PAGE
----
The world's first multi-megawatt sized wind turbine came crashing to the ground in November in a controlled explosion. The experimental 3 MW machine had stood at Burgar Hill in Orkney to the far north of Britain since 1987. It had two blades and a concrete tower and was designed and built by the Wind Energy Group -- a joint venture between British Aerospace, GEC and Taylor Woodrow. Although the project demonstrated that a large scale wind turbine could perform in the extreme conditions to be found on Orkney, the machine had not operated since May 1997. It was deemed not economic to repair and thus scheduled for destruction. Around 100 spectators gathered to see the demolition of this familiar local landmark, but not all were happy to see it go. According to local newspaper, the Orcadian, the local authority had been asked to retain the turbine because of its historical significance. Wind energy, meantime, continues to thrive at Burgar Hill. Danish NEG Micon, which took over the Wind Energy Group, has built two wind turbines on site -- a 2 MW unit which it intends to use in offshore wind plant and a 1.5 MW turbine. And in November a Nordex 1.3 MW machine -- owned by TXU Europe -- was commissioned there too.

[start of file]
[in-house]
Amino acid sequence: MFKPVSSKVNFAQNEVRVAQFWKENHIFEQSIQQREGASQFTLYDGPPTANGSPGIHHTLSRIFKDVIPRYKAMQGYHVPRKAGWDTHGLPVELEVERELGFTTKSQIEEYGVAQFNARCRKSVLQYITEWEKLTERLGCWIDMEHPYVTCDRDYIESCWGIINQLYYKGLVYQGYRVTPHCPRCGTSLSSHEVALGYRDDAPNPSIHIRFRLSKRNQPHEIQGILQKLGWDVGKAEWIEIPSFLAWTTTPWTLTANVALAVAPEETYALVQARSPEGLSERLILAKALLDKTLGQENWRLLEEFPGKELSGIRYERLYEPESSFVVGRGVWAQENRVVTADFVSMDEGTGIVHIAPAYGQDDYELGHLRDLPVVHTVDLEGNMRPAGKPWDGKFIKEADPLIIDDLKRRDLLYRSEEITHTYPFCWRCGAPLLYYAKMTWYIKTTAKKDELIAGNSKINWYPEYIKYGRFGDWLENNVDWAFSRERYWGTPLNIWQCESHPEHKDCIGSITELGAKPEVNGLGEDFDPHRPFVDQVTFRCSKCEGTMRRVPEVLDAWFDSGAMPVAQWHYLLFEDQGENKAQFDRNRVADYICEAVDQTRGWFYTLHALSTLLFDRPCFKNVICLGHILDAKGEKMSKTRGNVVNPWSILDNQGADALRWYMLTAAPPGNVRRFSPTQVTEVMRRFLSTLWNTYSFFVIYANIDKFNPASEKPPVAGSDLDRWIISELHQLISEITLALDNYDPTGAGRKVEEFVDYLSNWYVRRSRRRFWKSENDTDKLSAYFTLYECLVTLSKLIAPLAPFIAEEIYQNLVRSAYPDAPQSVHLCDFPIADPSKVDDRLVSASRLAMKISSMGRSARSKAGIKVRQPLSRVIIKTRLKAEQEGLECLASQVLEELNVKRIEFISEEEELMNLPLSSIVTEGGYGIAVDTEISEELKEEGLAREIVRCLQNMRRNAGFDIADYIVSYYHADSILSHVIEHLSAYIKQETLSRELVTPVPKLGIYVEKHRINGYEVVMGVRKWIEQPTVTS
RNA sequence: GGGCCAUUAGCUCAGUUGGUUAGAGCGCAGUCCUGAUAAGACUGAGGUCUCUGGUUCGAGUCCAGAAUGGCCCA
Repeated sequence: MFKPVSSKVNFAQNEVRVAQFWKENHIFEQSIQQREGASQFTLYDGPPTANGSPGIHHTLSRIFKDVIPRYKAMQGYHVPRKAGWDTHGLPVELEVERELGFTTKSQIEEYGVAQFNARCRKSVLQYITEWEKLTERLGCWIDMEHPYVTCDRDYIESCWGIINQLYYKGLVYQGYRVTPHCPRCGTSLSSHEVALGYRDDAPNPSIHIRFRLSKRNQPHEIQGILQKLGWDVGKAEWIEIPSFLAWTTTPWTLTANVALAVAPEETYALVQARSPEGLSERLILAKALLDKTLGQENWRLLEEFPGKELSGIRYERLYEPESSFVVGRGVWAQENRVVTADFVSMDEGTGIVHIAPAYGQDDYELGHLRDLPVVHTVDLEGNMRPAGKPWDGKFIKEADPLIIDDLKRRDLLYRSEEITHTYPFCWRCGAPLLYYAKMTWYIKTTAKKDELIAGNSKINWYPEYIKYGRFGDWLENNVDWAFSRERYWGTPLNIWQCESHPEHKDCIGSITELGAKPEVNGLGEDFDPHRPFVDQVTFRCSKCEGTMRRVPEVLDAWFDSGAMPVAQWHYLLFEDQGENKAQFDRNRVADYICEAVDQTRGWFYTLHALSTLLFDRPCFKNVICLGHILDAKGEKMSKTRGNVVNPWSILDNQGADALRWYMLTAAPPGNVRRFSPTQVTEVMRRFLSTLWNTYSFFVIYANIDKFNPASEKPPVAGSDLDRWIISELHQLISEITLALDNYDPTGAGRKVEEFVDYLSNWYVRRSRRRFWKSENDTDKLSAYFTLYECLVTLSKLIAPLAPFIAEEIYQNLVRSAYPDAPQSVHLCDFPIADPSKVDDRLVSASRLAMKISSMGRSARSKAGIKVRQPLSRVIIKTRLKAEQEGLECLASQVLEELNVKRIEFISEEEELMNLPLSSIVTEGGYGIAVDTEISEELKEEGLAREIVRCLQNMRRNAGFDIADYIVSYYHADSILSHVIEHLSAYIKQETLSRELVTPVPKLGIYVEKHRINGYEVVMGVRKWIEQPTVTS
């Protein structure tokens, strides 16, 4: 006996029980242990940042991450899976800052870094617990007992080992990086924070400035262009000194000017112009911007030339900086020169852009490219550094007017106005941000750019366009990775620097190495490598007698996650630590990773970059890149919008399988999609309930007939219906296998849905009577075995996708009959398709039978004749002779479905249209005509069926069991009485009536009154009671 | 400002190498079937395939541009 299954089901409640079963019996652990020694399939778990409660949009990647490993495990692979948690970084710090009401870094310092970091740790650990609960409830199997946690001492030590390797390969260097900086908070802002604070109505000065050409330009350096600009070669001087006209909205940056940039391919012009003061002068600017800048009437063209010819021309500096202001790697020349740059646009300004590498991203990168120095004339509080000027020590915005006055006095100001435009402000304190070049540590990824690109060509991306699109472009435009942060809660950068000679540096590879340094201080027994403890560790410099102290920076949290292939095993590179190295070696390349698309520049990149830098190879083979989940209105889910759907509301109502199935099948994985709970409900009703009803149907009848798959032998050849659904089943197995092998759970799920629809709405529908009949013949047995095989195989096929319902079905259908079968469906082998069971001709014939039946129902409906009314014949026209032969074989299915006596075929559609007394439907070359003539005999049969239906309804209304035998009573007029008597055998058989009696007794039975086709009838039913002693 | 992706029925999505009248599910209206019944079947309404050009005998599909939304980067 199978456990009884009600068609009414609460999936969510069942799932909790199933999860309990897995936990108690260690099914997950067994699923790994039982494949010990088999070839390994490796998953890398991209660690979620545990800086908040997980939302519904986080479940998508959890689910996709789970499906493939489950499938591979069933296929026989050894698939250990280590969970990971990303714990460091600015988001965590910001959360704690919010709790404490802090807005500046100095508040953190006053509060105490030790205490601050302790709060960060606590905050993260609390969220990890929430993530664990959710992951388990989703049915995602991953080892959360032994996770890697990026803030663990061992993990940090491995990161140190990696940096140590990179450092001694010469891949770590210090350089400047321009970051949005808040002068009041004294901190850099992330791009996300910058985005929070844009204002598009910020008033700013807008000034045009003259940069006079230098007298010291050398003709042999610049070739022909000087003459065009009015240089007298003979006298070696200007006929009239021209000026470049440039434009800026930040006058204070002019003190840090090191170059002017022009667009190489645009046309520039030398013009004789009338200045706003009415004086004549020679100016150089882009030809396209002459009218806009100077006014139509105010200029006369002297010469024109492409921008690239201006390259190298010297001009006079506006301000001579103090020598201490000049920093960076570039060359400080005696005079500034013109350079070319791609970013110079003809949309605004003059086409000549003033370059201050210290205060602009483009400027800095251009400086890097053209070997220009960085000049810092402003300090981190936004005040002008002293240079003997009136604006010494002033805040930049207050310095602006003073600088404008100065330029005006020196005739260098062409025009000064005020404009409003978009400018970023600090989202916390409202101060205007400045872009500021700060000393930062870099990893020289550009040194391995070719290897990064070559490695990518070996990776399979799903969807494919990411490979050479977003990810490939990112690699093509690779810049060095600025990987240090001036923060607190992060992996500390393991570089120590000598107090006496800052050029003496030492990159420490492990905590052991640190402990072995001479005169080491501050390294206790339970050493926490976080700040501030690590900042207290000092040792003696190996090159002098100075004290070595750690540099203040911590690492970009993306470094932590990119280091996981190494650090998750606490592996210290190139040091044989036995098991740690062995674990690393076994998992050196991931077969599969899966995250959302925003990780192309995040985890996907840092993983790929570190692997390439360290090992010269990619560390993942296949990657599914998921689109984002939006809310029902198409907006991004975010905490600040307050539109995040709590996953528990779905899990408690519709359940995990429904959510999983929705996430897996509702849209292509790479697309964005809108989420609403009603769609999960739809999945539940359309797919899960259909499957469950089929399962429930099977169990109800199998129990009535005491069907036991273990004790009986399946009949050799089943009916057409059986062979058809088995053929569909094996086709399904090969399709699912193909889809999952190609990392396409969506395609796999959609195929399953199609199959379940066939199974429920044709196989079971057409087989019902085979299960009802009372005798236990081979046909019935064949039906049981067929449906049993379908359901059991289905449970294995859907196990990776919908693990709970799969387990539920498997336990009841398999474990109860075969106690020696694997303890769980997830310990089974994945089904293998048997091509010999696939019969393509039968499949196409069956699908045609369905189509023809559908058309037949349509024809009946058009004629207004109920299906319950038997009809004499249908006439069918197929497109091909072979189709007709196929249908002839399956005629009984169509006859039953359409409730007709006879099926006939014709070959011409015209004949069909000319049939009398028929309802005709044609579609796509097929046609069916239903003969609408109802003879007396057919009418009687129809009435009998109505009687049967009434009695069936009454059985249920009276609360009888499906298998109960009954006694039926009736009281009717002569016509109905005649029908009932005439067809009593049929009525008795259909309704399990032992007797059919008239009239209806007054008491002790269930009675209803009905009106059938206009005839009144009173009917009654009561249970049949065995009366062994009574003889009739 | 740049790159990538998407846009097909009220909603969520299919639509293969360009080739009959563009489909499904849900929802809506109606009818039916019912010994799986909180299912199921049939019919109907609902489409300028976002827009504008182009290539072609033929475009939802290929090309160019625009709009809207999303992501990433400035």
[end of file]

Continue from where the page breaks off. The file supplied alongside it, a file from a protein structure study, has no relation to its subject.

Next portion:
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Senior Renewable Energy Analyst (WindGEMINI Product Lead) DNV GL Bristol (City Centre), City of Bristol